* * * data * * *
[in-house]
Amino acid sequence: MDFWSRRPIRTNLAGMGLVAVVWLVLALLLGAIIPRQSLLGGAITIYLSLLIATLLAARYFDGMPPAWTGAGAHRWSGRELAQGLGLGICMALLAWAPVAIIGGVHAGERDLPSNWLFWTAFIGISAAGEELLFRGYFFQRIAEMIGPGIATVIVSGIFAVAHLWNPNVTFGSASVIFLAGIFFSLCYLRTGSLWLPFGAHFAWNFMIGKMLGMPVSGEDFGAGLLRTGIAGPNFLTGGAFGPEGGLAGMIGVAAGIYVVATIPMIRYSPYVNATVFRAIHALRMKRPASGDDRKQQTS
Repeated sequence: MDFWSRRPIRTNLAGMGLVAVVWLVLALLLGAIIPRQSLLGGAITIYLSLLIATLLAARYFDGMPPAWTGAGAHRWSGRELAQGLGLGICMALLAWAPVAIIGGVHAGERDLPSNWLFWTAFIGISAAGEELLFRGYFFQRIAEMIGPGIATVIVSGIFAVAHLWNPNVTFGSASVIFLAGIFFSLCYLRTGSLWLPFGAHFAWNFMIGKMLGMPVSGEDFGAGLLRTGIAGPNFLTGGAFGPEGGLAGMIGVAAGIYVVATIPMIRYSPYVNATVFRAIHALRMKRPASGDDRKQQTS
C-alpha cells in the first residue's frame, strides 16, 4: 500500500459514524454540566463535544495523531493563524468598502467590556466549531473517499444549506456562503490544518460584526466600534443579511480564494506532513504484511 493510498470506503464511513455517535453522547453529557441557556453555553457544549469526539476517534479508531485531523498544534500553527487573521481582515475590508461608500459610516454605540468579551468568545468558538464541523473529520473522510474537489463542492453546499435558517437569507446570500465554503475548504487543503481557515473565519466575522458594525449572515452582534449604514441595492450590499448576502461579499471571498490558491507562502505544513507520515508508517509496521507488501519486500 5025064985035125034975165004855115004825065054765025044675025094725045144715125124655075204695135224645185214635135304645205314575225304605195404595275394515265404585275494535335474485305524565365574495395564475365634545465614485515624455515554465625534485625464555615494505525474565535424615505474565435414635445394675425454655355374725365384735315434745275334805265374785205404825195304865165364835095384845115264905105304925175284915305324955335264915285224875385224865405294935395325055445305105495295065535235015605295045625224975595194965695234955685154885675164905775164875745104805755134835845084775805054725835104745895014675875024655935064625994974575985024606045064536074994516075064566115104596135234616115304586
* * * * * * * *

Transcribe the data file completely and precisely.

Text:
[in-house]
Amino acid sequence: MDFWSRRPIRTNLAGMGLVAVVWLVLALLLGAIIPRQSLLGGAITIYLSLLIATLLAARYFDGMPPAWTGAGAHRWSGRELAQGLGLGICMALLAWAPVAIIGGVHAGERDLPSNWLFWTAFIGISAAGEELLFRGYFFQRIAEMIGPGIATVIVSGIFAVAHLWNPNVTFGSASVIFLAGIFFSLCYLRTGSLWLPFGAHFAWNFMIGKMLGMPVSGEDFGAGLLRTGIAGPNFLTGGAFGPEGGLAGMIGVAAGIYVVATIPMIRYSPYVNATVFRAIHALRMKRPASGDDRKQQTS
Repeated sequence: MDFWSRRPIRTNLAGMGLVAVVWLVLALLLGAIIPRQSLLGGAITIYLSLLIATLLAARYFDGMPPAWTGAGAHRWSGRELAQGLGLGICMALLAWAPVAIIGGVHAGERDLPSNWLFWTAFIGISAAGEELLFRGYFFQRIAEMIGPGIATVIVSGIFAVAHLWNPNVTFGSASVIFLAGIFFSLCYLRTGSLWLPFGAHFAWNFMIGKMLGMPVSGEDFGAGLLRTGIAGPNFLTGGAFGPEGGLAGMIGVAAGIYVVATIPMIRYSPYVNATVFRAIHALRMKRPASGDDRKQQTS
C-alpha cells in the first residue's frame, strides 16, 4: 500500500459514524454540566463535544495523531493563524468598502467590556466549531473517499444549506456562503490544518460584526466600534443579511480564494506532513504484511 493510498470506503464511513455517535453522547453529557441557556453555553457544549469526539476517534479508531485531523498544534500553527487573521481582515475590508461608500459610516454605540468579551468568545468558538464541523473529520473522510474537489463542492453546499435558517437569507446570500465554503475548504487543503481557515473565519466575522458594525449572515452582534449604514441595492450590499448576502461579499471571498490558491507562502505544513507520515508508517509496521507488501519486500 5025064985035125034975165004855115004825065054765025044675025094725045144715125124655075204695135224645185214635135304645205314575225304605195404595275394515265404585275494535335474485305524565365574495395564475365634545465614485515624455515554465625534485625464555615494505525474565535424615505474565435414635445394675425454655355374725365384735315434745275334805265374785205404825195304865165364835095384845115264905105304925175284915305324955335264915285224875385224865405294935395325055445305105495295065535235015605295045625224975595194965695234955685154885675164905775164875745104805755134835845084775805054725835104745895014675875024655935064625994974575985024606045064536074994516075064566115104596135234616115304586